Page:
May 09, 2018 - National Geographic Explorer
Today we visited two of the Lofoten Islands, Værøya and Reine. In the morning we stopped and anchored at Værøya at the southern end of the island chain. We had opportunities for a very strenuous climb up a steep trail once used by the residents of the small village which is now only used as summer homes by the locals. They would once have climbed to the top in search of puffins, but we chose it for the view. Others took a more leisurely walk along an old wagon road to the more populated end of the island. Additionally, we took Zodiac cruises around the shore of the large bay where we had anchored in search of wildlife, which consisted mainly of seabirds including kittiwakes and puffins as well as black guillemots and shags. Several gray seals inspected us as we cruised past.
After lunch we made a visit to the lovely town on Reine where a very active cod fishery is based. We walked ashore past hjells, or cod drying racks, where thousands of dried cod, called stockfish were being preserved for later export, mainly to Mediterranean countries which relish the delicacy as bacalao, especially during the holidays. There were also fish heads drying which are also considered a favorite in Europe and Nigeria. In the small town we were able to see some restored small boats, called Nordland boats, which were the original craft that fishermen from Sweden, in the Skagerrak and Kattegat regions of southwestern Sweden used to develop this cod fishery in the late ninth century, sailing all the way north to Lofoten in the winter to fish—in the dark!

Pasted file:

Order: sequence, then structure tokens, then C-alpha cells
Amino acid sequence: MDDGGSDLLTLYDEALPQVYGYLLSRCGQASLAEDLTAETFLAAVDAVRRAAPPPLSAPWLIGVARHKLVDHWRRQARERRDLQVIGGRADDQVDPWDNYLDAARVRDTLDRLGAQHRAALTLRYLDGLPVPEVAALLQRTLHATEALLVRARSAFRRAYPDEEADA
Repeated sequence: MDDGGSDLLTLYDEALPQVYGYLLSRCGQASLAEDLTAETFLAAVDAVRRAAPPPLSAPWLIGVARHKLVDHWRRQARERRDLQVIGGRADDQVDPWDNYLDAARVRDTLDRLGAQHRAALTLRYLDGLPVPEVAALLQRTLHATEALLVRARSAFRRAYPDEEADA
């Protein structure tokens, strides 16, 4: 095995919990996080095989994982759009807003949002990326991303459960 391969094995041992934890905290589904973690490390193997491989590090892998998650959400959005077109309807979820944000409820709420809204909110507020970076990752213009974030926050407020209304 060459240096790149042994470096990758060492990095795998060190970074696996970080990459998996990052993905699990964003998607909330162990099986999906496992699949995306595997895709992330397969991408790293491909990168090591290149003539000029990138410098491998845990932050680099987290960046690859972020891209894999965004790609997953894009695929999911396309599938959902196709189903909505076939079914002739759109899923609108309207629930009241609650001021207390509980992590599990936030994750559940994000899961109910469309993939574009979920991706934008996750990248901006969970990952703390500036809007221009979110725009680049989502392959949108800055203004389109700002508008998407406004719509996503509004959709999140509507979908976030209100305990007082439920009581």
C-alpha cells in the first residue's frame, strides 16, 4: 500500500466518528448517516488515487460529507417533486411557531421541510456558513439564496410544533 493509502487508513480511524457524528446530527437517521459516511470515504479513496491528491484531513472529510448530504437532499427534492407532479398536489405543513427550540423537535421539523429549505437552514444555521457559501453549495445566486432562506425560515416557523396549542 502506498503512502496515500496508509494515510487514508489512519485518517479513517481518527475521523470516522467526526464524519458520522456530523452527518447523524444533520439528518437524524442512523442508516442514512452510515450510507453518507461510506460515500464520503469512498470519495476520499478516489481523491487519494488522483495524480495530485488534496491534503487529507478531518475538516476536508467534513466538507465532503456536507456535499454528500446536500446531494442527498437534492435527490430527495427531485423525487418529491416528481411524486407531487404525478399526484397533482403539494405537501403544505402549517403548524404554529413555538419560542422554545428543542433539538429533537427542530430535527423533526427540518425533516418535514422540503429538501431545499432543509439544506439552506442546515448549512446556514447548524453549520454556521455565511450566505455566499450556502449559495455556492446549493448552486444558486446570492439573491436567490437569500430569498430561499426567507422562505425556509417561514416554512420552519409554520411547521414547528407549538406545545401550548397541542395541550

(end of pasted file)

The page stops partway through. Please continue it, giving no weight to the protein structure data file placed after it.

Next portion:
After a very interesting afternoon at Reine, we cruised north once more and after dinner entered the tiny fjord called Trollfjord which is a mandatory stop on our voyages up the Norwegian coast. We entered the fjord with little room to spare on either side of the ship and turned around at the head where some young lady was lucky enough to pluck a small twig of leaves from one of the trees growing out of the rock wall as the captain maneuvered the ship close enough for her to reach ashore.
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